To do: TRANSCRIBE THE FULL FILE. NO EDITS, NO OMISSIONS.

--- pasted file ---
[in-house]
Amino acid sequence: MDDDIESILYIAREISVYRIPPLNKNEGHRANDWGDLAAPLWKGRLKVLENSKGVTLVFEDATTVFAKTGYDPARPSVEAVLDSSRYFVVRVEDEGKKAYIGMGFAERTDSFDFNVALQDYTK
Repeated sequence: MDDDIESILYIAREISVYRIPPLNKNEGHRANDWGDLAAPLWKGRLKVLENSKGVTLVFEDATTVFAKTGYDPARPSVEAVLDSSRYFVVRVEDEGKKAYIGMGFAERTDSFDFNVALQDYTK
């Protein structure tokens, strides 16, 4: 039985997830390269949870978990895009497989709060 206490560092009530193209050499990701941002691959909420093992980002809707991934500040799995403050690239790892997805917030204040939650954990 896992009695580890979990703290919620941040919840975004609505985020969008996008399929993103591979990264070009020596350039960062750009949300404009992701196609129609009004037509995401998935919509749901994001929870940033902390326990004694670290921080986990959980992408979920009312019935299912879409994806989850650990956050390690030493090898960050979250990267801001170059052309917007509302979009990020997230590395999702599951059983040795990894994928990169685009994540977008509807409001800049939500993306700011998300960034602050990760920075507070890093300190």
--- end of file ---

[in-house]
Amino acid sequence: MDDDIESILYIAREISVYRIPPLNKNEGHRANDWGDLAAPLWKGRLKVLENSKGVTLVFEDATTVFAKTGYDPARPSVEAVLDSSRYFVVRVEDEGKKAYIGMGFAERTDSFDFNVALQDYTK
Repeated sequence: MDDDIESILYIAREISVYRIPPLNKNEGHRANDWGDLAAPLWKGRLKVLENSKGVTLVFEDATTVFAKTGYDPARPSVEAVLDSSRYFVVRVEDEGKKAYIGMGFAERTDSFDFNVALQDYTK
């Protein structure tokens, strides 16, 4: 039985997830390269949870978990895009497989709060 206490560092009530193209050499990701941002691959909420093992980002809707991934500040799995403050690239790892997805917030204040939650954990 896992009695580890979990703290919620941040919840975004609505985020969008996008399929993103591979990264070009020596350039960062750009949300404009992701196609129609009004037509995401998935919509749901994001929870940033902390326990004694670290921080986990959980992408979920009312019935299912879409994806989850650990956050390690030493090898960050979250990267801001170059052309917007509302979009990020997230590395999702599951059983040795990894994928990169685009994540977008509807409001800049939500993306700011998300960034602050990760920075507070890093300190």